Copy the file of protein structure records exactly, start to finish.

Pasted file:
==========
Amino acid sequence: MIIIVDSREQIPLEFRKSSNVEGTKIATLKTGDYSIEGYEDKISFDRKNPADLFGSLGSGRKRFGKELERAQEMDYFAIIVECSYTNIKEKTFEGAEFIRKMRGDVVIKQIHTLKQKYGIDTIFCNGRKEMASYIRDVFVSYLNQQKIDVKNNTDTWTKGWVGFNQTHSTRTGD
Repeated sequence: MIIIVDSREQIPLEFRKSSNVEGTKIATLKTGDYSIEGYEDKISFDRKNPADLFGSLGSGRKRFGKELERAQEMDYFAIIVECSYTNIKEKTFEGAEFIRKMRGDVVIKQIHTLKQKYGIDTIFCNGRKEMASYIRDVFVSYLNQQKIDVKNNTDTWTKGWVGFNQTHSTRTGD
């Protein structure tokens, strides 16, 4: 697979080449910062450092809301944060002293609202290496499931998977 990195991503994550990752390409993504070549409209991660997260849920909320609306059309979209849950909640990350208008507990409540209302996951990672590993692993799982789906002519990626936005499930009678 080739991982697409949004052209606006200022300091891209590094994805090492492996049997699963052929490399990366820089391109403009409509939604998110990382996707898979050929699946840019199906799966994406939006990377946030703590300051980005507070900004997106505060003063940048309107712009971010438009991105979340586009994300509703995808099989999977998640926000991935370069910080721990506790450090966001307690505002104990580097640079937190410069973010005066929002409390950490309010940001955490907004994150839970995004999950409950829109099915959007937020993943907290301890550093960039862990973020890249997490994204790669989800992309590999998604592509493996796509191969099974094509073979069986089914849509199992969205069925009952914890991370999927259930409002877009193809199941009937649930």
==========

Amino acid sequence: MIIIVDSREQIPLEFRKSSNVEGTKIATLKTGDYSIEGYEDKISFDRKNPADLFGSLGSGRKRFGKELERAQEMDYFAIIVECSYTNIKEKTFEGAEFIRKMRGDVVIKQIHTLKQKYGIDTIFCNGRKEMASYIRDVFVSYLNQQKIDVKNNTDTWTKGWVGFNQTHSTRTGD
Repeated sequence: MIIIVDSREQIPLEFRKSSNVEGTKIATLKTGDYSIEGYEDKISFDRKNPADLFGSLGSGRKRFGKELERAQEMDYFAIIVECSYTNIKEKTFEGAEFIRKMRGDVVIKQIHTLKQKYGIDTIFCNGRKEMASYIRDVFVSYLNQQKIDVKNNTDTWTKGWVGFNQTHSTRTGD
């Protein structure tokens, strides 16, 4: 697979080449910062450092809301944060002293609202290496499931998977 990195991503994550990752390409993504070549409209991660997260849920909320609306059309979209849950909640990350208008507990409540209302996951990672590993692993799982789906002519990626936005499930009678 080739991982697409949004052209606006200022300091891209590094994805090492492996049997699963052929490399990366820089391109403009409509939604998110990382996707898979050929699946840019199906799966994406939006990377946030703590300051980005507070900004997106505060003063940048309107712009971010438009991105979340586009994300509703995808099989999977998640926000991935370069910080721990506790450090966001307690505002104990580097640079937190410069973010005066929002409390950490309010940001955490907004994150839970995004999950409950829109099915959007937020993943907290301890550093960039862990973020890249997490994204790669989800992309590999998604592509493996796509191969099974094509073979069986089914849509199992969205069925009952914890991370999927259930409002877009193809199941009937649930």